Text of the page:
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Bipartisan Senators Introduce Legislation to Require Cyber Incident Reporting; Sen. Mark Warner Quoted

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A bipartisan legislation was introduced Wednesday in an effort to make cyber intrusion reporting a federal requirement and, partly, in response to the hacking incidents that affected the Colonial Pipeline, information technology management firm SolarWinds and other public and private entities.

Sen. Mark Warner, chairman of the Senate Select Committee on Intelligence and three-time Wash100 Award winner; Sen. Marco Rubio, vice chairman of the committee; and Sen. Susan Collins, a senior committee member, presented the Cyber Incident Notification Act of 2021 that seeks to require federal agencies, government contractors and critical infrastructure owners and operators to inform the Cybersecurity and Infrastructure Security Agency (CISA) of cyber intrusions within 24 hours of their discovery.

The reports are expected to support the government's efforts in safeguarding critical industries. Currently, individual companies are not required to report when they have been subjected to hacking activities.

“We shouldn’t be relying on voluntary reporting to protect our critical infrastructure," said Sen. Warner. "We need a routine federal standard so that when vital sectors of our economy are affected by a breach, the full resources of the federal government can be mobilized to respond to and stave off its impact.”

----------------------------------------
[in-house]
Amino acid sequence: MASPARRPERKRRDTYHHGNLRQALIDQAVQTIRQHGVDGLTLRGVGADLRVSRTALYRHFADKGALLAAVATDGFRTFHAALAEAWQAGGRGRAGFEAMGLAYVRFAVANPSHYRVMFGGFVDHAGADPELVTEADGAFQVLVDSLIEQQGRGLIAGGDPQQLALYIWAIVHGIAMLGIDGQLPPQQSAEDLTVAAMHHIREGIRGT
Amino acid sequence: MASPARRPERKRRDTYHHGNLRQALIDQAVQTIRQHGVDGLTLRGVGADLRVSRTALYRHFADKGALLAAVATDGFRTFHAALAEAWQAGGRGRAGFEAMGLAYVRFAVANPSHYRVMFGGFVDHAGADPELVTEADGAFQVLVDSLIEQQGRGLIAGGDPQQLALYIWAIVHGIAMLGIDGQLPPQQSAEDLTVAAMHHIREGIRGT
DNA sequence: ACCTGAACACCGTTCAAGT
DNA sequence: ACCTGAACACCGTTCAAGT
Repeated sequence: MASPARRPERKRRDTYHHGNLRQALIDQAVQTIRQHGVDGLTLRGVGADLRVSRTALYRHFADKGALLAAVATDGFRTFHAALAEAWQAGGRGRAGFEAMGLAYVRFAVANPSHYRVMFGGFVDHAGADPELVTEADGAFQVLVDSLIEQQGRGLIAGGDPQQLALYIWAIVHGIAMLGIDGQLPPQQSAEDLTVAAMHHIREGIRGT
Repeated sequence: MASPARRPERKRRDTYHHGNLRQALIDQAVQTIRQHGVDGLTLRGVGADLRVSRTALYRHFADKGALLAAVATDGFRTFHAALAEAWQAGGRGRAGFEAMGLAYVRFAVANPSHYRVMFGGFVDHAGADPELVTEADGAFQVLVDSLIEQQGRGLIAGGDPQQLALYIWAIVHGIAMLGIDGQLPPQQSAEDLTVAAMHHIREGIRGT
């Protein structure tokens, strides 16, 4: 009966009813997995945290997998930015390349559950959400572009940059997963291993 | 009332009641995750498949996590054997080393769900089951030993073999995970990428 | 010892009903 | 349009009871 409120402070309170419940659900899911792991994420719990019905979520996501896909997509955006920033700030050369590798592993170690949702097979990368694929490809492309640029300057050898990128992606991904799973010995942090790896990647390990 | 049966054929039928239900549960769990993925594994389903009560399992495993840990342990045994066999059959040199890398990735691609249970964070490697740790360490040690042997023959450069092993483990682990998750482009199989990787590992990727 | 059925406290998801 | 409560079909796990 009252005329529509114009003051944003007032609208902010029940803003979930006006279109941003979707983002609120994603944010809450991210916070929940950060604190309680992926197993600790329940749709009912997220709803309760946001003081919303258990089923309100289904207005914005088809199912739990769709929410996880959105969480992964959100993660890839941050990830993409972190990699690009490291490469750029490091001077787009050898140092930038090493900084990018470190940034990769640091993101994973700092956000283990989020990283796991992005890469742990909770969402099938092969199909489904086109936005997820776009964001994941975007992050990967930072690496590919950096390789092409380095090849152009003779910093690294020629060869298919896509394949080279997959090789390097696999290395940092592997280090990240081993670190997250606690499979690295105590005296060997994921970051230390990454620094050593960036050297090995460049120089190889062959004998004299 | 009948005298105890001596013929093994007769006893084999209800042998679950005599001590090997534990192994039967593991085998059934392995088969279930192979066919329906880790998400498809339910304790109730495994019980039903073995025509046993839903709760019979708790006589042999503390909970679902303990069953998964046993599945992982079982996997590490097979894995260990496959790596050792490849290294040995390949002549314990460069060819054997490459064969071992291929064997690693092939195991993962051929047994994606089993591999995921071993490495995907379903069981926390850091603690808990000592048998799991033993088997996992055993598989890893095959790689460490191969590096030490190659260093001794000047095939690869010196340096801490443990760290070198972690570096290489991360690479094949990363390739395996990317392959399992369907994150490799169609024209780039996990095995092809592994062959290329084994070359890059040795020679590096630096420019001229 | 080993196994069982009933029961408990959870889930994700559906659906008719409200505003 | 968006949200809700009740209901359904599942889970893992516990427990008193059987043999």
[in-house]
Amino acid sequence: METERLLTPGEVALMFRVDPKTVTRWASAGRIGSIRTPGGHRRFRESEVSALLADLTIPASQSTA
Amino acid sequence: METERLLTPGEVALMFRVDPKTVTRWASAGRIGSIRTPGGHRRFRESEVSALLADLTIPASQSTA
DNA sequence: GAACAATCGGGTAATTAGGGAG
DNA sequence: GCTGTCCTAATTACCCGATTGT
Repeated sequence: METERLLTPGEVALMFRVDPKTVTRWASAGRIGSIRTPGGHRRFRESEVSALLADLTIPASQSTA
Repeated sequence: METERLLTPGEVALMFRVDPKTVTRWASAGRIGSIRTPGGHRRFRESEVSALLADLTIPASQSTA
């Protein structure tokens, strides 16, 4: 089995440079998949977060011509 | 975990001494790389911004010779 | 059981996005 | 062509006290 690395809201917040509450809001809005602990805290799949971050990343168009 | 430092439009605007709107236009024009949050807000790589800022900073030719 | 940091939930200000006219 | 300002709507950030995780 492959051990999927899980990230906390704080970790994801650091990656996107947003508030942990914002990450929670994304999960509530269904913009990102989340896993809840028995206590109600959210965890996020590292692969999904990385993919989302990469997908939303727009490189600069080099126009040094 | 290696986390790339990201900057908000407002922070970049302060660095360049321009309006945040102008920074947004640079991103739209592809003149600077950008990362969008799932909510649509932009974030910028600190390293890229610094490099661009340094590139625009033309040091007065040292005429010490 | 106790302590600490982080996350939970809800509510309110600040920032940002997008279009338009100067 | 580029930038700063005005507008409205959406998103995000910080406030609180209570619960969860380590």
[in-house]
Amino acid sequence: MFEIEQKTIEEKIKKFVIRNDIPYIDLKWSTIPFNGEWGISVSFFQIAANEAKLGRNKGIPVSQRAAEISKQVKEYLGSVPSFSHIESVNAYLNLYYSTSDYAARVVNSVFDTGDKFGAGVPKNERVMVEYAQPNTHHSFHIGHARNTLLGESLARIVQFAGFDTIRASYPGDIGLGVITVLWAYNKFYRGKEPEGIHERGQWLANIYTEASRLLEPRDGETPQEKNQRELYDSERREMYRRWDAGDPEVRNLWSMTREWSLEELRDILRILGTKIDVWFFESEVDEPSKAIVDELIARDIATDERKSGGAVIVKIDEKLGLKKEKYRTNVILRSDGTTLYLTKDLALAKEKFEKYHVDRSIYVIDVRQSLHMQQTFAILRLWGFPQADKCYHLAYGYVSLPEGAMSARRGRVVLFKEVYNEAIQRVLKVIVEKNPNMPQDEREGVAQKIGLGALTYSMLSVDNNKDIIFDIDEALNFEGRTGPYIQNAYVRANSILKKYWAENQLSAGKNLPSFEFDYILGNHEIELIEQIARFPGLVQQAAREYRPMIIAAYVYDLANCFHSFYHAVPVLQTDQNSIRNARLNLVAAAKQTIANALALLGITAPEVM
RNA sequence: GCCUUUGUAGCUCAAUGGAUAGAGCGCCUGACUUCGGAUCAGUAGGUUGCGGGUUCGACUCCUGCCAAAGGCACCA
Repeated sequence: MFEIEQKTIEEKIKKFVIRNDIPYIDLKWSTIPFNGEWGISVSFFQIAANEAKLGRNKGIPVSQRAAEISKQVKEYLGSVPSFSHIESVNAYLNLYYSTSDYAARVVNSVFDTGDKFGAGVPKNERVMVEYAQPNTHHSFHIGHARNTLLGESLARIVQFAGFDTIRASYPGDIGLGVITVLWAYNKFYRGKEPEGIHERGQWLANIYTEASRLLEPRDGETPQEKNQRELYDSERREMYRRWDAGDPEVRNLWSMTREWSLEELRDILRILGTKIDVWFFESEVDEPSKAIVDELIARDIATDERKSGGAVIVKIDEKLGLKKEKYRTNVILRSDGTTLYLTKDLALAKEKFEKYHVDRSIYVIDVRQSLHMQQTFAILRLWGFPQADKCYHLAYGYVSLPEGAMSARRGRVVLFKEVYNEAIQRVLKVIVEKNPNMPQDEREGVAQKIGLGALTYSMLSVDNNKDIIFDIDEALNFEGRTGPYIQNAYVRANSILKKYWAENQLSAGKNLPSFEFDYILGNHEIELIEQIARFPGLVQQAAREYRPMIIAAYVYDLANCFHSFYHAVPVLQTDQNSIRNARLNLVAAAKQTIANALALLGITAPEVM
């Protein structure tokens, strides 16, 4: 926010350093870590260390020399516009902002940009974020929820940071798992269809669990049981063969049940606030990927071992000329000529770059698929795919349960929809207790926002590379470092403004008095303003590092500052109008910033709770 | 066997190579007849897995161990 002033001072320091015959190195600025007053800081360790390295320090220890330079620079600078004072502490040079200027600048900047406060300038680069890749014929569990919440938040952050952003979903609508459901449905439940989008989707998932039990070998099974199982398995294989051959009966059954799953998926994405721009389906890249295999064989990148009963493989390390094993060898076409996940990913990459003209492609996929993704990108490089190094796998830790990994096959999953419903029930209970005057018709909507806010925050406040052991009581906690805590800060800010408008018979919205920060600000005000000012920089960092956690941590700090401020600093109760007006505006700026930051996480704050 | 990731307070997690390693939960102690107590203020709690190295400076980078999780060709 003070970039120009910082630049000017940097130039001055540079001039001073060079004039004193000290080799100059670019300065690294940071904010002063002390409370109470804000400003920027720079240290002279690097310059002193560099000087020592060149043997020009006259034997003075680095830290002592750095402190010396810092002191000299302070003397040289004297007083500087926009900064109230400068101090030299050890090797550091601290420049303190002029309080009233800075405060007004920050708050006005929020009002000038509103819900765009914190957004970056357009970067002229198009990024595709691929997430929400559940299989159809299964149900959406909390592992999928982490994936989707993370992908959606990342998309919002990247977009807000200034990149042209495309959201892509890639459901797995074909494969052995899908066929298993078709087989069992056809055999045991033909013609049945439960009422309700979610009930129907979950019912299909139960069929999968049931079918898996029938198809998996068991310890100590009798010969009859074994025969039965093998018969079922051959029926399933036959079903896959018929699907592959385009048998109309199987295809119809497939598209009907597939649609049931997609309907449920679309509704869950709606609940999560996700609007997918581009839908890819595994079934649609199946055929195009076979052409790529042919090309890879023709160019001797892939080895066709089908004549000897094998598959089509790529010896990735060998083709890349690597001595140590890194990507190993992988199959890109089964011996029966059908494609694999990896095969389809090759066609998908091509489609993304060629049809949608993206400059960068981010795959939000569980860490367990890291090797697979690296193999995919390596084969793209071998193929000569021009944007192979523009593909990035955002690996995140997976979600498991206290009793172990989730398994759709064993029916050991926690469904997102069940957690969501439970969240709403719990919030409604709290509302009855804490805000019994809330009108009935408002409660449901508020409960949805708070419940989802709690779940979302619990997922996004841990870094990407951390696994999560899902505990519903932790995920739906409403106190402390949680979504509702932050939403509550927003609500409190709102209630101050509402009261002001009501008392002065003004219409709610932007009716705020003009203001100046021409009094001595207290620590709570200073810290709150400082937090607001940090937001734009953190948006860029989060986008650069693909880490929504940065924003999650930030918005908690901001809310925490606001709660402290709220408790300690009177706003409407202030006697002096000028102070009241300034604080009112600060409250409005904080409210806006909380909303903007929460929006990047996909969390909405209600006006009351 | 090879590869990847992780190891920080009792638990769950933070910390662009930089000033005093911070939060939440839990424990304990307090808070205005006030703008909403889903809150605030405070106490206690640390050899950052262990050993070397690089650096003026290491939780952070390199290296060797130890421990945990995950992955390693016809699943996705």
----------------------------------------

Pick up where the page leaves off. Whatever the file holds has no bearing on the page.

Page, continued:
Meanwhile, Sen. Rubio noted that more damage can be done to American businesses, infrastructure, and government institutions when an attack goes unreported for a longer period of time.

Sen. Collins added, "Failure to enact a robust cyber incident notification requirement will only give our adversaries more opportunity to gather intelligence on our government, steal intellectual property from our companies, and harm our critical infrastructure."

The bill also seeks to incentivize information sharing by granting limited immunity to companies that reported a breach and by ensuring the protection of privacy and personally identifiable information.

Twelve other senators co-sponsored the legislation.